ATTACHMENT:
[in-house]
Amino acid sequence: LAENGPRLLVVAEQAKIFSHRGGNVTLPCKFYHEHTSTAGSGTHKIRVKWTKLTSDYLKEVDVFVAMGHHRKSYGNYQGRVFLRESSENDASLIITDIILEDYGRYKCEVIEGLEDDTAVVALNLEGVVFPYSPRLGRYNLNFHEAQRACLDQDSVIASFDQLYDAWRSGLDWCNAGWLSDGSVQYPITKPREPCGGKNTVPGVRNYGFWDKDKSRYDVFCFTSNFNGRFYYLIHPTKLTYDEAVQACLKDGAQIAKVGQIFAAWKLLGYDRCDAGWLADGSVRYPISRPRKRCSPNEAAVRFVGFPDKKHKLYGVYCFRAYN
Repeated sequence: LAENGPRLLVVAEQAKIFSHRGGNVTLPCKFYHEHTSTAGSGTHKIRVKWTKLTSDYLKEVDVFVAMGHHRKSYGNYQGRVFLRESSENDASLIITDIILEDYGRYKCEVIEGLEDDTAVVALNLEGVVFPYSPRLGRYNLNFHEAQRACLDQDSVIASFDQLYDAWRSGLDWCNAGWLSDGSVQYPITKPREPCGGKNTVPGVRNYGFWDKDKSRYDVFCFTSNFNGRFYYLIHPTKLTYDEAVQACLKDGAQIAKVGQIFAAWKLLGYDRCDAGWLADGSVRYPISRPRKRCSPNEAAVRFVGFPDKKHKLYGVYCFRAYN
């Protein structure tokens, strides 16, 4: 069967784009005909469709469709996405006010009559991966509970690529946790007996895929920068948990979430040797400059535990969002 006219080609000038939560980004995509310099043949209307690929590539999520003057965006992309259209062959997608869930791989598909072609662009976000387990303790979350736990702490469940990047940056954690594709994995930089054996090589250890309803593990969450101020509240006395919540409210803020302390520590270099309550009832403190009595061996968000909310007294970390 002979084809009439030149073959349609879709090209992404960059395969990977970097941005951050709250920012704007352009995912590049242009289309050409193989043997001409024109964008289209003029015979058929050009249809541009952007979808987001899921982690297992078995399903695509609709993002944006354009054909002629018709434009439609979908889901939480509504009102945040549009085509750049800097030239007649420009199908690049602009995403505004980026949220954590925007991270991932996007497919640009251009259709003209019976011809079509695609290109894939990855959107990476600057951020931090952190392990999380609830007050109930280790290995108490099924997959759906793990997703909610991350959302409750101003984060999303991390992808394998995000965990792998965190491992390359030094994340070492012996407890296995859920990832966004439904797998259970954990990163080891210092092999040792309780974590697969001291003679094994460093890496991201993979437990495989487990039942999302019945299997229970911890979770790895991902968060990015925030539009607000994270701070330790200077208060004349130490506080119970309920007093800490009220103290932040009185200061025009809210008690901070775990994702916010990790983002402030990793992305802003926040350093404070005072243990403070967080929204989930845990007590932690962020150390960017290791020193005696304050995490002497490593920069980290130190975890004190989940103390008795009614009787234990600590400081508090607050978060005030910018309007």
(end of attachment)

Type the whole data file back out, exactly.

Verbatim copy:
[in-house]
Amino acid sequence: LAENGPRLLVVAEQAKIFSHRGGNVTLPCKFYHEHTSTAGSGTHKIRVKWTKLTSDYLKEVDVFVAMGHHRKSYGNYQGRVFLRESSENDASLIITDIILEDYGRYKCEVIEGLEDDTAVVALNLEGVVFPYSPRLGRYNLNFHEAQRACLDQDSVIASFDQLYDAWRSGLDWCNAGWLSDGSVQYPITKPREPCGGKNTVPGVRNYGFWDKDKSRYDVFCFTSNFNGRFYYLIHPTKLTYDEAVQACLKDGAQIAKVGQIFAAWKLLGYDRCDAGWLADGSVRYPISRPRKRCSPNEAAVRFVGFPDKKHKLYGVYCFRAYN
Repeated sequence: LAENGPRLLVVAEQAKIFSHRGGNVTLPCKFYHEHTSTAGSGTHKIRVKWTKLTSDYLKEVDVFVAMGHHRKSYGNYQGRVFLRESSENDASLIITDIILEDYGRYKCEVIEGLEDDTAVVALNLEGVVFPYSPRLGRYNLNFHEAQRACLDQDSVIASFDQLYDAWRSGLDWCNAGWLSDGSVQYPITKPREPCGGKNTVPGVRNYGFWDKDKSRYDVFCFTSNFNGRFYYLIHPTKLTYDEAVQACLKDGAQIAKVGQIFAAWKLLGYDRCDAGWLADGSVRYPISRPRKRCSPNEAAVRFVGFPDKKHKLYGVYCFRAYN
């Protein structure tokens, strides 16, 4: 069967784009005909469709469709996405006010009559991966509970690529946790007996895929920068948990979430040797400059535990969002 006219080609000038939560980004995509310099043949209307690929590539999520003057965006992309259209062959997608869930791989598909072609662009976000387990303790979350736990702490469940990047940056954690594709994995930089054996090589250890309803593990969450101020509240006395919540409210803020302390520590270099309550009832403190009595061996968000909310007294970390 002979084809009439030149073959349609879709090209992404960059395969990977970097941005951050709250920012704007352009995912590049242009289309050409193989043997001409024109964008289209003029015979058929050009249809541009952007979808987001899921982690297992078995399903695509609709993002944006354009054909002629018709434009439609979908889901939480509504009102945040549009085509750049800097030239007649420009199908690049602009995403505004980026949220954590925007991270991932996007497919640009251009259709003209019976011809079509695609290109894939990855959107990476600057951020931090952190392990999380609830007050109930280790290995108490099924997959759906793990997703909610991350959302409750101003984060999303991390992808394998995000965990792998965190491992390359030094994340070492012996407890296995859920990832966004439904797998259970954990990163080891210092092999040792309780974590697969001291003679094994460093890496991201993979437990495989487990039942999302019945299997229970911890979770790895991902968060990015925030539009607000994270701070330790200077208060004349130490506080119970309920007093800490009220103290932040009185200061025009809210008690901070775990994702916010990790983002402030990793992305802003926040350093404070005072243990403070967080929204989930845990007590932690962020150390960017290791020193005696304050995490002497490593920069980290130190975890004190989940103390008795009614009787234990600590400081508090607050978060005030910018309007």